Recorded: 08 Mar 2006
… what I’ve learned from Jim, and most real learning comes from example. There a few things I’ve learned about Jim that aren’t just apparent if one just reads a few autobiographical things. First of all, Jim is someone of enormous personal character. And sometimes that isn’t treated in some of the books that come out. There’s a recent book by Victor McElheny, okay, and nowhere does that come out. He has enormous personal character. And it’s exhibited many, many times. But by his example one of the things that I’ve really learned is how important it is to spend time helping to develop young scientists. So Jim, as much, or more so than anybody, in the history of molecular biology has devoted enormous amounts of time and energy towards helping the careers of young people. He just, ah.., just so many people, he’s, he’s… To give you my own example, he helped push me for the Society of Fellows where I became a junior fellow. He, uh, helped me to get my first job. He recommended that I apply to the University of Geneva, and he helped convince them to hire me. He got me my first writing job when he pushed me to write what became a very popular lab manual…when I was still a graduate student, when I started it. And he also got me my first textbook writing job, you know a situation whereby he recommended me to W. H. Freeman when they were looking to add another author on what’s the best-selling introductory genetics textbook. And he also introduced me to the biotech world by putting me on the scientific advisory board of a, of a company that he was on the board of directors of. And as a result of that experience, I later founded with two other scientists a biotech company that’s now called Diverse, it’s in San Diego. It does very well. And, uh, that’s just me! There are 50 to…there are probably several hundred people who could say similar stories. And as a result of that example, uh, and not alone, there other people who also spend time developing young people. But as a result of his example I spend and enormous amount of time with undergraduates, developing undergraduate programs. I have ten undergraduates in my lab. They’re, they represent three-quarters of my lab. And so I’ve learned that. And I’ve also learned how important integrity is in science.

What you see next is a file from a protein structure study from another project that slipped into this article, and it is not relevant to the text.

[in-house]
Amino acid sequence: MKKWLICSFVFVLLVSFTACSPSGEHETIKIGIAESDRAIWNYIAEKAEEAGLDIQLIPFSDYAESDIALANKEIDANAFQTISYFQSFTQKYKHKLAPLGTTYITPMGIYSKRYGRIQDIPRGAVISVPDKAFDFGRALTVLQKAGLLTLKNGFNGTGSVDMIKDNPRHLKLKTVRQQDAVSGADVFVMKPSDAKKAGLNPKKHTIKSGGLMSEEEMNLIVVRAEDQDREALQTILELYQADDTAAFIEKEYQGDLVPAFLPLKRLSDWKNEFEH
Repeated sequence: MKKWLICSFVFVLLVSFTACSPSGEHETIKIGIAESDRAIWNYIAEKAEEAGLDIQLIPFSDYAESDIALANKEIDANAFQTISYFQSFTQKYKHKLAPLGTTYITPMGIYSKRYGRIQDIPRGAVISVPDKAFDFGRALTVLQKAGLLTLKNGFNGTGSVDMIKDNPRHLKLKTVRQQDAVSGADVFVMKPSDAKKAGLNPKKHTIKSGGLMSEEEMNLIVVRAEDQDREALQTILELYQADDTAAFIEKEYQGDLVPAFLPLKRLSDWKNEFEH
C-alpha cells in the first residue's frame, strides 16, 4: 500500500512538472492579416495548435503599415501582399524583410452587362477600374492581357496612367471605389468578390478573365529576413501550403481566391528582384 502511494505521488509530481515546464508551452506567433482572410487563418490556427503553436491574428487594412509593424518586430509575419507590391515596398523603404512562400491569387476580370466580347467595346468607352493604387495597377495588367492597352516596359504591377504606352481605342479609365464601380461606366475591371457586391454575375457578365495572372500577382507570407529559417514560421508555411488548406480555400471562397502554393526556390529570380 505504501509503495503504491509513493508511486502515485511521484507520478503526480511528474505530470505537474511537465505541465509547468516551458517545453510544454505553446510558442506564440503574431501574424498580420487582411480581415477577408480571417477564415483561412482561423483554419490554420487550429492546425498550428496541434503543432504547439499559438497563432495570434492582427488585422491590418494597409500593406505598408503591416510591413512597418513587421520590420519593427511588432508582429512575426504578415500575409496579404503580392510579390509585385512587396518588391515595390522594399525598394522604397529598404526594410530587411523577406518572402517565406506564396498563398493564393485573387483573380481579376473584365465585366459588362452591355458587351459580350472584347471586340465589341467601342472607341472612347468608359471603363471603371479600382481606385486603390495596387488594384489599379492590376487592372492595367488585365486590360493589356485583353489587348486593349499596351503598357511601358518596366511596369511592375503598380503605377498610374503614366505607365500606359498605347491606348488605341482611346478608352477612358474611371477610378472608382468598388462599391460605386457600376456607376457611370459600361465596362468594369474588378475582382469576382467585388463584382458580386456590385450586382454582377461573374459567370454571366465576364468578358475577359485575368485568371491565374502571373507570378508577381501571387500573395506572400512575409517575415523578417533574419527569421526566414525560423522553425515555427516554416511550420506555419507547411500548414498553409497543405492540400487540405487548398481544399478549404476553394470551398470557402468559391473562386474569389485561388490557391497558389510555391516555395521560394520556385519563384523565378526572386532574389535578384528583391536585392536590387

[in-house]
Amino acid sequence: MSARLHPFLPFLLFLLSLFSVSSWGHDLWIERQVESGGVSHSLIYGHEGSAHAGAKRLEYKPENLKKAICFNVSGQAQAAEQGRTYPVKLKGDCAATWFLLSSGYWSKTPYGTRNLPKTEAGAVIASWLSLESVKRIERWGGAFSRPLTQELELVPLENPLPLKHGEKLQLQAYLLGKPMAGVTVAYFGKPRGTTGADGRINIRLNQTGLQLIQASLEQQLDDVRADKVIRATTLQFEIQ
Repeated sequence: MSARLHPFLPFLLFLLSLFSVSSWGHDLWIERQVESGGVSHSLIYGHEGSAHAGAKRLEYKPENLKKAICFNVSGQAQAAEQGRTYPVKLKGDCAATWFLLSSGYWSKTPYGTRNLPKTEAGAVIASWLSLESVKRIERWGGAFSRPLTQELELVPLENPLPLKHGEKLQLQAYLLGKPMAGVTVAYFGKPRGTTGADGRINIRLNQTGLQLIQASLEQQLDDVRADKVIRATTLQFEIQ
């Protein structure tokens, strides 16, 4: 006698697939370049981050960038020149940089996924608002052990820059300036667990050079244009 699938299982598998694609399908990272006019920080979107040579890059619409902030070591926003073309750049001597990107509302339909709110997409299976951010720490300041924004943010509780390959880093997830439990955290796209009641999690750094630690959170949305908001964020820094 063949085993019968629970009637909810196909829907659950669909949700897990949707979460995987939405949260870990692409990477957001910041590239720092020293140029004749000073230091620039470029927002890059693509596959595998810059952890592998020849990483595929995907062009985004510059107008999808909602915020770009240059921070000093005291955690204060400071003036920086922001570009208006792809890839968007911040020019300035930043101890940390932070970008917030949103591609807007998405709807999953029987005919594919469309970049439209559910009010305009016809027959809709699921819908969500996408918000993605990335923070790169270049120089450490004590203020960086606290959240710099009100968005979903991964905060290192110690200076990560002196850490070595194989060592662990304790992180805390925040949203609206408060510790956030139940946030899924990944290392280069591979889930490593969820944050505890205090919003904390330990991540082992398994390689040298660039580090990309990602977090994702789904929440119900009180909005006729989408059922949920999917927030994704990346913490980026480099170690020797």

But I can tell you that that he did a lot of things for a lot of people. He has a lot of energy in that area. It’s ah, it’s so much more than most people do, that it’s very hard to appreciate. … I can think of so many people that he has spent so much time helping and supporting. It’s just something… it’s just one of his extraordinary qualities.
MP: Tell me about your interactions with him at Harvard.
Jeffrey H. Miller, Ph.D., is the Distinguished Professor of the Department of Microbiology, Immunology, and Molecular Genetics at the University of California, Los Angeles. After receiving his undergraduate degree in biology from the University of Rochester, he did graduate work in biochemistry and molecular biology at Harvard in the department that included Jim Watson and Walter Gilbert, doing his thesis work under Jonathan Beckwith at Harvard Medical School. His postdoctoral work was pursued under Benno Müller-Hill at the Institute for Genetics of the University of Cologne in Germany, followed by 11 years on the faculty at the University of Geneva's Department of Molecular Biology, which was then headed by Alfred Tissières. In 1983 he joined the faculty at UCLA, where his scientific focus has been large-scale DNA sequencing and genomic analysis, the enzymology of DNA repair, protein structure, and the role of DNA repair enzymes in human cancer. He received the 2007 Career Award for Research from the Environmental Mutagen Society.
Miller has been a frequent participant at Cold Spring Harbor Symposia, a course lecturer at Cold Spring Harbor Laboratory, and a co-organizer of two meetings at the Cold Spring Harbor Laboratory's Banbury Center. He has been a consultant and principal in various biotechnology companies since the 1980s. In 1994 he co-founded Diversa Corporation, which has merged to become Verenium, a publicly owned biofuel company. He is the author of several books and laboratory manuals published by Cold Spring Harbor Laboratory Press, including "Experiments in Molecular Genetics" (1972), "A Short Course in Bacterial Genetics" (1992), and "Discovering Molecular Genetics" (1996).